Ethionamide: A “new” first-line drug for Tuberculosis?

3 Mar 2010
by Working Group

Detailed view of the ligand-binding site of EthR co-crystallized with BDM31381 (EthRInhibitor)
Detailed view of the ligand-binding site of EthR co-crystallized with BDM31381 (EthRInhibitor)

Developing new TB drugs is inhibited by so many factors – namely:

  1. The flow through the TB drug pipeline is slow at best. Despite decades of hard work, we still use the demanding regimen developed 50 years ago – a regimen that requires patients to undergo 6-9 months of treatment consisting of four first-line TB drugs.
  2. This lengthy course often results in non-compliance, which has provoked new drug resistant strains of TB (MDR-TB and XDR-TB). MDR-TB is now estimated to comprise up to 5% of all new TB cases and requires therapy for nearly two years with second-line TB drugs. These drugs are not only more expensive, but there are also adverse side effects, such as nausea , because of the high dosage needed.
  3. We really need new TB drugs because of XDR-TB, which is resistant to almost all of the highly effective second-line TB drugs. Although promising anti-mycobacterial compounds have been identified, it will be years before they are developed. Further, only 10% of antibiotics that enter early clinical trials are approved.

Which gets me to my point: Instead of focusing all our energy on new drugs, why not improve the drugs we already have? This is what Alain Baulard and his colleagues at the Pasteur Institute in Lille, France, have done with the second-line TB drug, ethionamide.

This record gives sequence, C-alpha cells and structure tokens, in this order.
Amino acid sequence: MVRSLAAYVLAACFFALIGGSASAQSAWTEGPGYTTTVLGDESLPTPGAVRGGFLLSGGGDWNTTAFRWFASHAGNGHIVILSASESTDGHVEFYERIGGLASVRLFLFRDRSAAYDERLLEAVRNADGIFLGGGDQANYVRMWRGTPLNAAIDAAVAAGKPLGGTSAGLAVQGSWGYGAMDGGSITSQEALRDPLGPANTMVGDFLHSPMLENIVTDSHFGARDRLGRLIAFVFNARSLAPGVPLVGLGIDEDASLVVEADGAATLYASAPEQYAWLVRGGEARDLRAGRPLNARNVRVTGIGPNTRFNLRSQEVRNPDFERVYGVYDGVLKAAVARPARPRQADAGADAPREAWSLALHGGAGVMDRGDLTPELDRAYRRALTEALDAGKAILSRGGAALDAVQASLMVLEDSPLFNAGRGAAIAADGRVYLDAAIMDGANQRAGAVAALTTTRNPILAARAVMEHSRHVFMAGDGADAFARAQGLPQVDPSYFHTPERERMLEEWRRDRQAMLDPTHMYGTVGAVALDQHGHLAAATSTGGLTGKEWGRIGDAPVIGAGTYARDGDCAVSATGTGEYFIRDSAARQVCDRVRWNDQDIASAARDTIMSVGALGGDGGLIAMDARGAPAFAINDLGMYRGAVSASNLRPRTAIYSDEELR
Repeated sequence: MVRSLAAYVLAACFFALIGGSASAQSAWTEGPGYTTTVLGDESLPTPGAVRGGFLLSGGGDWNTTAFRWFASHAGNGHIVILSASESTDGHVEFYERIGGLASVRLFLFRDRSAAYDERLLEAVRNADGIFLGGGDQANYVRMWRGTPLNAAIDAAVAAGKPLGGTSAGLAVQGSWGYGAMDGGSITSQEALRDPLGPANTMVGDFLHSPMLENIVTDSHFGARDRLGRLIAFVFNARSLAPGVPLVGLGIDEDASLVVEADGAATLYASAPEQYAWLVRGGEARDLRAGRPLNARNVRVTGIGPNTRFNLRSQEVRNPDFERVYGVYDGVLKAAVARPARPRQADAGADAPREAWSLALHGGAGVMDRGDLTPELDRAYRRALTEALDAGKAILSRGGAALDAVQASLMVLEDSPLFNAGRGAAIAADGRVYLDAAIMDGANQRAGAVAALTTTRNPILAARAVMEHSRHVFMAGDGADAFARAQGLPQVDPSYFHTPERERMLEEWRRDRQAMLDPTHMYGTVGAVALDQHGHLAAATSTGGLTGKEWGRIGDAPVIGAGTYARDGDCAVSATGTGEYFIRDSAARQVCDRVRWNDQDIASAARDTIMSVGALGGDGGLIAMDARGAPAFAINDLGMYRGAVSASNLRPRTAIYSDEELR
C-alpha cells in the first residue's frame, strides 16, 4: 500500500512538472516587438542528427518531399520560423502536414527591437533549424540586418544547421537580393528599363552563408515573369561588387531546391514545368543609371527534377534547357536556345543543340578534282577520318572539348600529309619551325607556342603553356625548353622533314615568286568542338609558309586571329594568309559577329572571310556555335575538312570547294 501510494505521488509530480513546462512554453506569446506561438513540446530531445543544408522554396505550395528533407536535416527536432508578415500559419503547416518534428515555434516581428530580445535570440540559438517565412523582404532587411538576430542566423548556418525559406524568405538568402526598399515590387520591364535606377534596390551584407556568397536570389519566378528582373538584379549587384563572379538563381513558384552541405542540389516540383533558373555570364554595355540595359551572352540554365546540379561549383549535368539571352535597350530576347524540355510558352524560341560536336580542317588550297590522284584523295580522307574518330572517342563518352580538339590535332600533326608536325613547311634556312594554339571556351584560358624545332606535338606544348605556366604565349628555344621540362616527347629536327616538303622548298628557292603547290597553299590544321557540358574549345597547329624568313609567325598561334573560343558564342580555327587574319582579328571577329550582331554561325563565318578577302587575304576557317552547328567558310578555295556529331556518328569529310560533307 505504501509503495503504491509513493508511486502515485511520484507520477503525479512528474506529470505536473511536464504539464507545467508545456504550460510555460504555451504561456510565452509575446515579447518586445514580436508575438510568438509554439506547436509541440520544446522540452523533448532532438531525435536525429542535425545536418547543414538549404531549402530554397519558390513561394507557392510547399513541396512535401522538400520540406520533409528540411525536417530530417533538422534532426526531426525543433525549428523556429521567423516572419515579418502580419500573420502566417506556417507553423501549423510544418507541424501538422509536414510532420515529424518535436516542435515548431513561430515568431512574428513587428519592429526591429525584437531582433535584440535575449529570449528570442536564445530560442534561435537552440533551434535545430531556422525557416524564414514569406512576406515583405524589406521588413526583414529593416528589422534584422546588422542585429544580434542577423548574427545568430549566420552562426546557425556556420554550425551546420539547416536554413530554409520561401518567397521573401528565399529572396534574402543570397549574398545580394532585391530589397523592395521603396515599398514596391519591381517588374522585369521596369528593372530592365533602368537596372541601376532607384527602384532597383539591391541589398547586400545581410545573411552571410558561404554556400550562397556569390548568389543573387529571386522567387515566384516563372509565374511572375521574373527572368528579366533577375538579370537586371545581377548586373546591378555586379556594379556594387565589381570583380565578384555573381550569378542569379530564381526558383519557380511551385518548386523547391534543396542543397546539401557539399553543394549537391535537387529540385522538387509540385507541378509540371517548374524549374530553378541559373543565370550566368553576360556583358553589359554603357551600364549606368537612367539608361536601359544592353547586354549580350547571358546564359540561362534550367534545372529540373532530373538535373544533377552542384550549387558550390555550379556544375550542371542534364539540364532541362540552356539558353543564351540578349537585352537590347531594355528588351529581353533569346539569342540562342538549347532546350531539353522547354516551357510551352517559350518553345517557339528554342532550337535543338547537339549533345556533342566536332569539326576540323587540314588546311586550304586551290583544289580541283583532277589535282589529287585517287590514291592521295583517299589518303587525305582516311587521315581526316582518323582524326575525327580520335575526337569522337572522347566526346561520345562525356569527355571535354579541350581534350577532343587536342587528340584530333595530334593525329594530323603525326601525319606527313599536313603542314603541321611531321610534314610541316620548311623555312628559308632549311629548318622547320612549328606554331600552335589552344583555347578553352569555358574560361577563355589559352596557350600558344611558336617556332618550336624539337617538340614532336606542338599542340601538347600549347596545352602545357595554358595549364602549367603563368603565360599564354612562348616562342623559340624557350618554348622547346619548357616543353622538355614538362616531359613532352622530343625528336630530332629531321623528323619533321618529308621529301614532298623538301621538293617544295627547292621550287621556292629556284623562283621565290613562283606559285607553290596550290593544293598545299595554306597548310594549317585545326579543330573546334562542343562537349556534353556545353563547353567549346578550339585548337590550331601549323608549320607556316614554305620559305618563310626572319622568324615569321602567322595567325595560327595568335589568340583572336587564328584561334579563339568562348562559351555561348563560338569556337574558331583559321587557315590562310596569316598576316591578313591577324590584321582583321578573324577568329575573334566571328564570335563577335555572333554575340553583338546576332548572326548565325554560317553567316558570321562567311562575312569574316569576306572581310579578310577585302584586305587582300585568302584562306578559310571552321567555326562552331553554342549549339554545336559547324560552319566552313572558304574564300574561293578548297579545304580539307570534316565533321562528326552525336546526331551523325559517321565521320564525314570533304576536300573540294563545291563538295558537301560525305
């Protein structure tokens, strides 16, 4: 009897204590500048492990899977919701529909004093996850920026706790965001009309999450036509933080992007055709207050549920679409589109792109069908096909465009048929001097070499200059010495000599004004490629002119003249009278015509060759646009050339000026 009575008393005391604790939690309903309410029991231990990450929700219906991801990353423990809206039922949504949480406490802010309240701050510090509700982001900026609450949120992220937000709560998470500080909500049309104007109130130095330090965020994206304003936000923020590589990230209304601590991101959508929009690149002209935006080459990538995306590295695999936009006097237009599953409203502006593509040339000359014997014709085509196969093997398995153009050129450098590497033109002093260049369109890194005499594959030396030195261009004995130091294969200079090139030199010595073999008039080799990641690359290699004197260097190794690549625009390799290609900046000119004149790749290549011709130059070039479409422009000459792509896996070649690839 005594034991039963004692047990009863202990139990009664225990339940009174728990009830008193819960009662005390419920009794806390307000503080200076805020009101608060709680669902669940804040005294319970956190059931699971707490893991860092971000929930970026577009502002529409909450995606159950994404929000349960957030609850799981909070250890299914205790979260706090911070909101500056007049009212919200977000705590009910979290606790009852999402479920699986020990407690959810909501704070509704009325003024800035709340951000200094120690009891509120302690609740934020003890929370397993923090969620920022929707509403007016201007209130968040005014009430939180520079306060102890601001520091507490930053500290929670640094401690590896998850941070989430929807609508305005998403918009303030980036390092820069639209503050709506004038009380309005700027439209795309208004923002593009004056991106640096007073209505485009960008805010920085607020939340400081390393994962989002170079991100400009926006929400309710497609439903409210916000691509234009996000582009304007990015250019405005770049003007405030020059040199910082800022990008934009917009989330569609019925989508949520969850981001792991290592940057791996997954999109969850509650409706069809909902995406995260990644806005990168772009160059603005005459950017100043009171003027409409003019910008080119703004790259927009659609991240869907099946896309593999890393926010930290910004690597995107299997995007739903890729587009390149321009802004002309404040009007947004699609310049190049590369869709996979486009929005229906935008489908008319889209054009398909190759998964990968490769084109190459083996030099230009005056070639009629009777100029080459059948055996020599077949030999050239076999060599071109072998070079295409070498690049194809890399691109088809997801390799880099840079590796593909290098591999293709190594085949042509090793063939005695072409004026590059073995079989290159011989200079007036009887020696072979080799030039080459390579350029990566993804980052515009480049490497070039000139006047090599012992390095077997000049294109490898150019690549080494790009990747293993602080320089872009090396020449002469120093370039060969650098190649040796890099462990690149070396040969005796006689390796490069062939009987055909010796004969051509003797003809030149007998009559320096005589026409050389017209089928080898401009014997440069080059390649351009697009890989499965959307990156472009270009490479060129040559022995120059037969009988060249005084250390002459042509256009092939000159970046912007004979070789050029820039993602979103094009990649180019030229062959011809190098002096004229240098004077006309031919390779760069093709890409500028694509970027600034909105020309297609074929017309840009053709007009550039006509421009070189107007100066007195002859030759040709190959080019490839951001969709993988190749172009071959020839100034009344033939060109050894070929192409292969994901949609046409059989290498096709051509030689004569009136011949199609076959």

Like many antituberculosis compounds, ethionamide requires metabolic activation before it is able to kill bacteria. The drug is activated by a bacterial enzyme, EthA, and the production of EthA is in turn inhibited by the transcriptional repressor, EthR. To address the possibility of boosting the antituberculous activity of ethionamide, Baulard and his colleagues set out to identify compounds that would inhibit EthR, subsequently increasing the metabolic activation and efficacy of ethionamide. To identify these inhibitors, they developed a chemical screen to look for compounds that were able to disrupt the interaction of EthR with DNA. These compounds were co-crystallized with EthR and, by making use of the complex’s three-dimensional structure, analogs were synthesized and optimized for their ability to boost ethionamide potency. These compounds were able to increase the potency of ethionamide by almost tenfold in culture. When tested in Mycobacterium tuberculosis infected mice, addition of the EthR inhibitor reduced the amount of ethionamide required to decrease bacterial load threefold compared to using the drug alone.

High doses of ethionamide have side effects that limit its use and thus relegate it to a second-line TB drug. Addition of the ethionamide “booster” means a much smaller dose can be administered with equal efficacy and substantially decreased toxicity compared to the conventional high dose.

The work by Boulard also highlights a new avenue for drug research in development of compounds that increase efficacy of existing antimycobacterial drugs and limit their side effects. Although many questions still remain with regards to the feasibility of introducing a “booster” drug to the already heavy TB drug regimen, as well as increasing the use of ethionamide when XDR-TB is on the rise, the question is worth posing:

“Could ethionamide now be reconsidered as a first-line TB drug?”

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